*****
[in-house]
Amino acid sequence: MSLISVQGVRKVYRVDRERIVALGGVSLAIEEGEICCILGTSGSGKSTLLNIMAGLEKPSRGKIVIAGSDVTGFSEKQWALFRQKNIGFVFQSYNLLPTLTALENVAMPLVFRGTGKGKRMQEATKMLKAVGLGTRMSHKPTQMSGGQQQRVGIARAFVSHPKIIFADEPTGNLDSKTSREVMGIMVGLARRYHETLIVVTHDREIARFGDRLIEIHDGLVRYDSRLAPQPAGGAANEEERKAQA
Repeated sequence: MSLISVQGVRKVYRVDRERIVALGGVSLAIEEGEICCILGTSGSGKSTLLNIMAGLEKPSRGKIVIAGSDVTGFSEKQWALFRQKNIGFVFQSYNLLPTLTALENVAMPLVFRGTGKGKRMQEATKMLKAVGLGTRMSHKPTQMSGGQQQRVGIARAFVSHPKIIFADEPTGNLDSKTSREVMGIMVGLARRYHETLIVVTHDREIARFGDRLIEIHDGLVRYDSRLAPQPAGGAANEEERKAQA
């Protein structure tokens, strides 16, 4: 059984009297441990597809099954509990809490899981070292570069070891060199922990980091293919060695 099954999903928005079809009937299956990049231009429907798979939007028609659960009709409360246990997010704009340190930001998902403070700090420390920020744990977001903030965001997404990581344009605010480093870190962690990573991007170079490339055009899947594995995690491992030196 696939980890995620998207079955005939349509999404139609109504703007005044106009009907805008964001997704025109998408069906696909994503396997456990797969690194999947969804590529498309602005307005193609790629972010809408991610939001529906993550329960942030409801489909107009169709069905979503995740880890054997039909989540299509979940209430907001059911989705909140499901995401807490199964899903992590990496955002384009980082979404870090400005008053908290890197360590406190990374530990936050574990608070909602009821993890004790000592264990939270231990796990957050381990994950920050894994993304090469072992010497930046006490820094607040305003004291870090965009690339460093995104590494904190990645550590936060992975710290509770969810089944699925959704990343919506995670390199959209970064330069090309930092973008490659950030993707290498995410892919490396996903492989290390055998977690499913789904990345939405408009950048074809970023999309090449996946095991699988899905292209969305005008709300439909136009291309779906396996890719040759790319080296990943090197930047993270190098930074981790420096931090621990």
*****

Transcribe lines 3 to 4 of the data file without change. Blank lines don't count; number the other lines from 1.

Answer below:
Repeated sequence: MSLISVQGVRKVYRVDRERIVALGGVSLAIEEGEICCILGTSGSGKSTLLNIMAGLEKPSRGKIVIAGSDVTGFSEKQWALFRQKNIGFVFQSYNLLPTLTALENVAMPLVFRGTGKGKRMQEATKMLKAVGLGTRMSHKPTQMSGGQQQRVGIARAFVSHPKIIFADEPTGNLDSKTSREVMGIMVGLARRYHETLIVVTHDREIARFGDRLIEIHDGLVRYDSRLAPQPAGGAANEEERKAQA
């Protein structure tokens, strides 16, 4: 059984009297441990597809099954509990809490899981070292570069070891060199922990980091293919060695 099954999903928005079809009937299956990049231009429907798979939007028609659960009709409360246990997010704009340190930001998902403070700090420390920020744990977001903030965001997404990581344009605010480093870190962690990573991007170079490339055009899947594995995690491992030196 696939980890995620998207079955005939349509999404139609109504703007005044106009009907805008964001997704025109998408069906696909994503396997456990797969690194999947969804590529498309602005307005193609790629972010809408991610939001529906993550329960942030409801489909107009169709069905979503995740880890054997039909989540299509979940209430907001059911989705909140499901995401807490199964899903992590990496955002384009980082979404870090400005008053908290890197360590406190990374530990936050574990608070909602009821993890004790000592264990939270231990796990957050381990994950920050894994993304090469072992010497930046006490820094607040305003004291870090965009690339460093995104590494904190990645550590936060992975710290509770969810089944699925959704990343919506995670390199959209970064330069090309930092973008490659950030993707290498995410892919490396996903492989290390055998977690499913789904990345939405408009950048074809970023999309090449996946095991699988899905292209969305005008709300439909136009291309779906396996890719040759790319080296990943090197930047993270190098930074981790420096931090621990």